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Erik Burgess, Published February 12 2013

Dustup over Moorhead snow cleanup

MOORHEAD – All Tim Zoerner wanted to do was leave his home.

But he couldn’t for two straight days – stranded Sunday in the blizzard, and again Monday because the snow from Sunday was still blocking his street.

A city plow didn’t even touch the street in front of Zoerner’s south Moorhead home until 4 a.m. Tuesday, he said, more than 24 hours after the 10-inch snowfall that struck Fargo-Moorhead was done falling. In his 26 years living in Moorhead, it’s never been that bad, he said.

“It sucks living here,” Zoerner said. “Build a new house in the nice neighborhood and you have to wait a whole frickin’ day to get plowed out. It’s ridiculous.”

Zoerner isn’t the only one complaining. He said the lagging snowplows have been the talk of the town since the snow, and City Councilwoman Brenda Elmer said she fielded phone calls “for hours” on Monday night from residents who were still stuck with a snow-clogged street.

“People are really ticked off,” Elmer said.

Elmer said Tuesday she will raise the issue at the council’s next meeting, asking staff to explore more options for clearing roads, such as hiring private plows after the next big storm.

“We just need to be able to react quicker,” she said.

‘All hands on deck’

Residential roads are a lower priority than major thoroughfares and emergency routes, so complaints about plows being slow to clear neighborhoods are common after big storms.

Ben Dow, Fargo’s director of public works, said he expects the first pass of snowplows to take 24 hours after a 9- to 10-inch snowfall. Fargo and West Fargo met that goal, while Moorhead missed it.

Snowfall stopped around 2 a.m. Monday, Dow said.

Fargo had plowed every street at least once by 6 p.m. Monday. The city has 440 miles of road, meaning its street crews covered about 28 miles an hour.

West Fargo had its first pass wrapped up around 10 p.m. Monday. With 150 miles of road, they plowed at a rate of about 8 miles an hour.

Moorhead, with 195 miles of city roads, had finished a first pass on each of the city’s roads by noon Tuesday. That’s roughly 6 miles plowed per hour.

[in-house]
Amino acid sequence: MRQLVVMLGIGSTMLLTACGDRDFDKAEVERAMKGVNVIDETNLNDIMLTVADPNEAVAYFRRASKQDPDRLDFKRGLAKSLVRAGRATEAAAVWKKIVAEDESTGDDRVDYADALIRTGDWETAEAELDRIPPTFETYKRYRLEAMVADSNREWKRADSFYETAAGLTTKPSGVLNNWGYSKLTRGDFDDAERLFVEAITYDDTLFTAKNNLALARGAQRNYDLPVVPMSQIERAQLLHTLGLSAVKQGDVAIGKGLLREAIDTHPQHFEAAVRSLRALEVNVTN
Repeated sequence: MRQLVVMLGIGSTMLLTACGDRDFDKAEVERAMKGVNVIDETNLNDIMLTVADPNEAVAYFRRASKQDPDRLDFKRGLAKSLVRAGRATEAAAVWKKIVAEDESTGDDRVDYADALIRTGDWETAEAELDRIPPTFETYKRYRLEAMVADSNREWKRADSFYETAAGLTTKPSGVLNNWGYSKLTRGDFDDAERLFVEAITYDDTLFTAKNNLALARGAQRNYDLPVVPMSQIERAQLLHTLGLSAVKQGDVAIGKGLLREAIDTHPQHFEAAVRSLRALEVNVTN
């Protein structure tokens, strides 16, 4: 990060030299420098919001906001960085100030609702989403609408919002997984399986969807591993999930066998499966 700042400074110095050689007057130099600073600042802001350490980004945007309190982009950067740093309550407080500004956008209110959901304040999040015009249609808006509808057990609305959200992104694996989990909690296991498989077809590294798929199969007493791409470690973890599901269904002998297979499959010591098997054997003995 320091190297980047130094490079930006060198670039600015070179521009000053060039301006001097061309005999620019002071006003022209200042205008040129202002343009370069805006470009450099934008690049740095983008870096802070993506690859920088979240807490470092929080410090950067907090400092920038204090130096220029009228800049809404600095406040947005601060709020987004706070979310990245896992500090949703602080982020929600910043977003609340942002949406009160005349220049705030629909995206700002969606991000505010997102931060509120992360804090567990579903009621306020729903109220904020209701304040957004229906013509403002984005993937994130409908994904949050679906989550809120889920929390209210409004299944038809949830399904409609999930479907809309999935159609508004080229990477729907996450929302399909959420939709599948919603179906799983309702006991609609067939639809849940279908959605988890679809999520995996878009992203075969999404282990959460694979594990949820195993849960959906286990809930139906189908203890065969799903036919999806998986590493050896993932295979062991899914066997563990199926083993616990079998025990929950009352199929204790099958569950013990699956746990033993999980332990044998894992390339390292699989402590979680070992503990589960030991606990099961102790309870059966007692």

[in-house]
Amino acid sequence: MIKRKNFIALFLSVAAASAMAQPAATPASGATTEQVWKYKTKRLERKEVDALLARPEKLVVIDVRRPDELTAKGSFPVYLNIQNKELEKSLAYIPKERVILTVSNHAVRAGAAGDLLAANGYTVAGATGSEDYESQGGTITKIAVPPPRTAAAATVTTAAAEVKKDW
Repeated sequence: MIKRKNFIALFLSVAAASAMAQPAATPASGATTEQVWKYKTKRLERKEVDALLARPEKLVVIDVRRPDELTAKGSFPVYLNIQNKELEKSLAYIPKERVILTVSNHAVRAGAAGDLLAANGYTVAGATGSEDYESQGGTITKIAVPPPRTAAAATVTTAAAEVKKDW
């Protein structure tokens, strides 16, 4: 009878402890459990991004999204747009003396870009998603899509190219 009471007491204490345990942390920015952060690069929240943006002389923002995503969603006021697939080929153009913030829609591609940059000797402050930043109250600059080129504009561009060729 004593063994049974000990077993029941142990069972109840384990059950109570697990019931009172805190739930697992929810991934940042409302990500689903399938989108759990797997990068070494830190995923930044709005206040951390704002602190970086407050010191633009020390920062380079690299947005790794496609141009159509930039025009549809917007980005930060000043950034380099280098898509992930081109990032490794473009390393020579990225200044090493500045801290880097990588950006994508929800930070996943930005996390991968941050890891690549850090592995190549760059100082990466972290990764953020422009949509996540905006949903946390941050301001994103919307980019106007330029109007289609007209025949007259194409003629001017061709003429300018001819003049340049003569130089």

Despite the complaints, Chad Martin, Moorhead’s operations director, said the 34-hour response time was “pretty commendable” considering the conditions.

“You’re not going to get a 12-hour response,” he said. “We don’t have the resources.”

Moorhead’s budget for street plowing has been relatively flat for several years, said City Manager Michael Redlinger. If the city wants to significantly change the plowing response, the council would have to find new revenue or move money from other budgetary items, he said.

That’s an unfortunate reality, said another south Moorhead resident, JoAnn Johnson. She said in her 37 years in Moorhead, she’s never seen the city respond so inefficiently.

“It seems like something went wrong somewhere,” Johnson said. “It was really very, very annoying.”

As with any major snow storm, it was “all hands on deck” when it came to plowing the streets, Redlinger said. Basically every city vehicle with a plow was out clearing a road, he said, including the city’s forestry and sanitation departments.

Combining public works employees during a major snow event is pretty common, Dow said.

“I was very happy with our response time,” Dow said.

Still, he said complaints flooded in on Monday morning, another common occurrence when the city gets a lot of snow.

“Someone always has to be last,” Dow said, adding that the city tries to rotate neighborhoods so the same area isn’t getting plowed last every time.

Long cleanup ahead

Elmer wants Moorhead to consider all options to expedite plowing, including looking at contracting out for more private plows.

Martin said that option is unlikely for two reasons.

Contractors typically don’t use angled plows, so they can’t clear streets as efficiently as a city plow, he said. The city contracts privately for snow removal, not plowing.

Also, there’s a supply and demand problem. After a heavy snow, hiring plows is expensive, Martin said.

“You pay premium dollars for that labor,” he said.

Another option the Moorhead council could discuss is a snowplow tracking system, like what West Fargo has had in place since last November.

Thanks to GPS technology, residents in West Fargo can see online where plows are and which streets have been plowed, salted or both.

“I just think that would help folks know what they’re getting for their money,” Elmer said.

The startup cost for the system in West Fargo was about $55,000 taken from the city’s 2012 street department budget, and it takes about $10,000 a year to maintain.

West Fargo city officials say they installed the system in part to help cut down on phone calls from concerned residents but also to track how city resources are being used.

Chris Brungardt, West Fargo’s assistant public works manager, said after the snowstorm, West Fargo’s city website had 2,000 hits on Monday.

“Even if 10 percent of those are (potential) phone calls, that’s 200 calls,” he said, adding that it seemed like he was fielding fewer phone complaints Monday.

Cleanup for all three cities will continue for at least another week, as plows work to widen the passages through residential streets and trucks haul away the mountainous piles of snow.

“It’s going to take a while,” Dow said. “This was a big storm.”

Redlinger said it was likely Moorhead would call for another snow removal declaration sometime next week in the campus area.

In Moorhead, to sign up for city snow alerts, visit www.cityofmoorhead.com/

snowdistrict.

West Fargo residents can view snowplow progress by visiting www.westfargond.gov and clicking on the snow plow “quick link.”


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Forum News Service reporter Karen Huber contributed to this report.

Readers can reach Forum reporter Erik Burgess at (701) 241-5518